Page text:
the three rivers race
horning sailing club's 61st race
The Three Rivers Race, organised by Horning Sailing Club and now sponsored by Yachtmaster Insurance Services, was first run in 1961, making this year's race the 61st.
Run over 24 hours, it is recognised as one of the toughest endurance races in Europe, with over 100 sailors from all over world travelling to Horning to take part. In 2014 The Three Rivers Race was nominated the third toughest mass-participation event in the UK in recognition of the many obstacles faced by competitors including three bridges to be negotiated involving lowering the mast and sails for each, frequent lack of wind during the night, and hire cruisers during the day!
The course is 50 miles long, and some 15 different classes are eligible to take part with competitors making their own individual decisions as to which order to round the four turning points and all are given a maximum of 24 hours to complete the course. Competitors’ decisions involve a lot of tactical planning to work out the best way to take advantage of the tides in order to get around all the turning points as quickly as possible.
Each turning point is allocated a “Guard ship” and crew who monitor and record the progress of each individual competitor when they round the turning point (marked with a large buoy including a flashing light during the hours of darkness). Each Guard ship crew is also provided with a “rescue boat” (in the shape of a Dory or RIB which can quickly be deployed should the a competitor get into trouble.
The Guard ship at the turning point in South Walsham Broad, “Elsa II” was provided by myself as Commodore of the Merchant Navy Association Boat Club and crewed by me and Paul Battagliola the Club’s vice-commodore and Lois Edwards, another MNA Boat Club member. Plus Alix an elderly Westie and Fudge an 8 month old Cockerpoo puppy…
We got to our location in South Walsham Broad on the Saturday morning about an hour before the start of the race. We laid our turning point buoy about 200m inside South Walsham Broad and moored ourselves, and our rescue Dory, about 100m away at the head of the Fleet Dyke leading from the River Bure into the Broad. This meant competitors had to pass with about 50m of us so we could readily read their sail numbers, get their race number and record the exact time they rounded the turning point. We would then communicate this information by VHF radio to Race Control at Horning on a regular basis every half a dozen or so boats.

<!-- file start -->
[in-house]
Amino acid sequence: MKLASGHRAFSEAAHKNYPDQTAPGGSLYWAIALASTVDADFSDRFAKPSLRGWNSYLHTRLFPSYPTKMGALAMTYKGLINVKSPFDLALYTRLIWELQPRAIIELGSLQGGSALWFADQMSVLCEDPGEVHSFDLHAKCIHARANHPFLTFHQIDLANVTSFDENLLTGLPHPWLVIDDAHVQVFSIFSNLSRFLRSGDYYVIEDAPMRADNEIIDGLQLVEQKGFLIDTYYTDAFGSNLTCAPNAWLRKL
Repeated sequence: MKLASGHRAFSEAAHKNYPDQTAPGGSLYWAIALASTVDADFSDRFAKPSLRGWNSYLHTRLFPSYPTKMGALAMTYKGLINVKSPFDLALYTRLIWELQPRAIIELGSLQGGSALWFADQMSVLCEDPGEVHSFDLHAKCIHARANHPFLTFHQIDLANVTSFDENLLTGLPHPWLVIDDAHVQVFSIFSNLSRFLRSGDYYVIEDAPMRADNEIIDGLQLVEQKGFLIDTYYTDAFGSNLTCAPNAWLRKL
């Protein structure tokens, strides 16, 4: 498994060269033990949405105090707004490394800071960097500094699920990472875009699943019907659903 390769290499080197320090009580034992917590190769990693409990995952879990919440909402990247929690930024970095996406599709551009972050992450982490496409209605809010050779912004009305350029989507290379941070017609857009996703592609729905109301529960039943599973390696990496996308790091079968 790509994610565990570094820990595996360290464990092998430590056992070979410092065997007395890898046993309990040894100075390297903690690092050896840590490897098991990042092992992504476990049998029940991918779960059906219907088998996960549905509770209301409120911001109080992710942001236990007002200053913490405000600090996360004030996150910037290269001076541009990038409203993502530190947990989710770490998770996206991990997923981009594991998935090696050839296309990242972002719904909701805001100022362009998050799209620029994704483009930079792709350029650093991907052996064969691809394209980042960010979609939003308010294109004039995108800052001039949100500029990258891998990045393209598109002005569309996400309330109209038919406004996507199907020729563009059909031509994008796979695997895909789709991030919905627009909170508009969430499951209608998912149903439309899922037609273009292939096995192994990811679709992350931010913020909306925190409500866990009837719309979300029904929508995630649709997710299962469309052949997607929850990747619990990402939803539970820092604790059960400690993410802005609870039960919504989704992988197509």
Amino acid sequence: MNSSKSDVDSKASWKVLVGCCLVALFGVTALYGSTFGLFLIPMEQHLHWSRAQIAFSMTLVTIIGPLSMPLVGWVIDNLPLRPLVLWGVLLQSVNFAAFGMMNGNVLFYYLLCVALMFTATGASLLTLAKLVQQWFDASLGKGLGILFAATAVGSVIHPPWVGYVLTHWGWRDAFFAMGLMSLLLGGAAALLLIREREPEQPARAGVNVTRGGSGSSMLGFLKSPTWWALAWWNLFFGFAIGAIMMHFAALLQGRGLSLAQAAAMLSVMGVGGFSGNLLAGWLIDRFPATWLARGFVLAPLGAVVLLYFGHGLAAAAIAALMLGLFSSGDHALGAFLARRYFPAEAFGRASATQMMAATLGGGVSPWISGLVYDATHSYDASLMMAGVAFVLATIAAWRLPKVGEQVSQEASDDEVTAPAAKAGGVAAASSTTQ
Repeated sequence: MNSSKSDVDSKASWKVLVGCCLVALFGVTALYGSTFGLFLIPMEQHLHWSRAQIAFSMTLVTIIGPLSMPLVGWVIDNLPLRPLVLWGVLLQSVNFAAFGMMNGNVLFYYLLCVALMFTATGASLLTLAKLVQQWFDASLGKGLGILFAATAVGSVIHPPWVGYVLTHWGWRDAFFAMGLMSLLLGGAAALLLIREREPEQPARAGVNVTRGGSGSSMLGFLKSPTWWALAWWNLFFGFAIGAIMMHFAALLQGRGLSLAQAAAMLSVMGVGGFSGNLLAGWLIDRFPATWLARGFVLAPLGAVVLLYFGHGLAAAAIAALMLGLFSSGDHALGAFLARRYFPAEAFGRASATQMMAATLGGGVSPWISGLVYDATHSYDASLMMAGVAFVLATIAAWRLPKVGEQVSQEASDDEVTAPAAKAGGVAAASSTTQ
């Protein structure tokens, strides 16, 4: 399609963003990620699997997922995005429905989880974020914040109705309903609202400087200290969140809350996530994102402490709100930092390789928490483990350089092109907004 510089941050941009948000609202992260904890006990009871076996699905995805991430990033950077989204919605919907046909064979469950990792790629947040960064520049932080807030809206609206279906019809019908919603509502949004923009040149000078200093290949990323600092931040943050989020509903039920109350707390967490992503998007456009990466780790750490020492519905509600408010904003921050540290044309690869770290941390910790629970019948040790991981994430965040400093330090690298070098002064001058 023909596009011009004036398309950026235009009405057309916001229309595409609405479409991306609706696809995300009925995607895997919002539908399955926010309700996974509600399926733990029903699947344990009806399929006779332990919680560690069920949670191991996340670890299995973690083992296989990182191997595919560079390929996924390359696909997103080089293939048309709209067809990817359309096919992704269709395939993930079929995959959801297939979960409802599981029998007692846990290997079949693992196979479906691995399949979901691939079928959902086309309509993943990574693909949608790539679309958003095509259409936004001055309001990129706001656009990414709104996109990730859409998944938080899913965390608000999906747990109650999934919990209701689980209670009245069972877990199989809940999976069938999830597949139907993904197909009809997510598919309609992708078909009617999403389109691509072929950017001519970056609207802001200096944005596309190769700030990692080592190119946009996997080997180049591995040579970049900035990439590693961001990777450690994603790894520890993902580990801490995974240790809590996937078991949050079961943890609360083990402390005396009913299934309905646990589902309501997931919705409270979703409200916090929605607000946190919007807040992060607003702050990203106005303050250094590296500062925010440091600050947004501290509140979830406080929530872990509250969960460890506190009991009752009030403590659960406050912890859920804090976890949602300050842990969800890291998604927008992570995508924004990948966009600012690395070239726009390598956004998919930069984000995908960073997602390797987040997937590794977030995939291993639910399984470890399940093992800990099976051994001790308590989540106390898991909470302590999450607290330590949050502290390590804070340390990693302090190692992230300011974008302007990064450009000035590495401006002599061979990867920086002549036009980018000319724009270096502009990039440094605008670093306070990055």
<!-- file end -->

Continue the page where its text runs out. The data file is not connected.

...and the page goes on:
With a fresh breeze from the north-west, the first competitors rounded our mark at around 11.45 and from that time on we were kept busy with a steady stream of boats throughout the day and evening until darkness fell around 22.00 hours. After that only a dozen or so more boats were logged before everything went strangely quiet. Just before 05.00 more boats started to arrive at intervals of about five minutes, until 07.30 when there were less than a dozen boats left to visit us. By 09.00 that number had dwindled to just two. One of which subsequently retired, leaving us waiting for what seemed like ages but was actually only about 40 minutes for the very last boat!
By about 09.30 we were able to use the Dory to recover our marker buoy and head back to Horning Sailing Club but just as we turned into the River Bure we came across a competitor’s large sailing cruiser with her sails set and her bow buried firmly in the reeds along the river bank! There appeared to be no-one on board but we agreed with Race Control at Horning that the situation warranted investigation so we duly got as near to the yacht as we could without running aground and by means of our horn and quite a lot of shouting we eventually got a very sleepy response from a member of the yacht's crew, as following their earlier retirement they decided to run into the reeds and catch up on some sleep!
So all was well but ours was not the only Guard ship to have ended up investigating this boat and we suggested to Race Control that competitors ought to be required to carry an “OK Board” to display if they have dropped out or stopped for any reason NOT requiring assistance as this would leave the guard ships and their rescue Dory free of distractions and thus able to concentrate their resources on potentially more serious incidents; in fact competitors are advised in the regulations to inform Race Control if they drop out, but not everyone carries a radio - so an OK Board would probably be just as appropriate and more likely to be used.
We were hugely impressed by the organisation and the welcome provided for support crews such as ourselves by the whole of the Horning Sailing Club 3RR team – and by members of the Club not directly involved with the race at all - to such an extent that since my wife and I now confine our boating almost exclusively to the Broads we are very seriously thinking of joining the Club ourselves!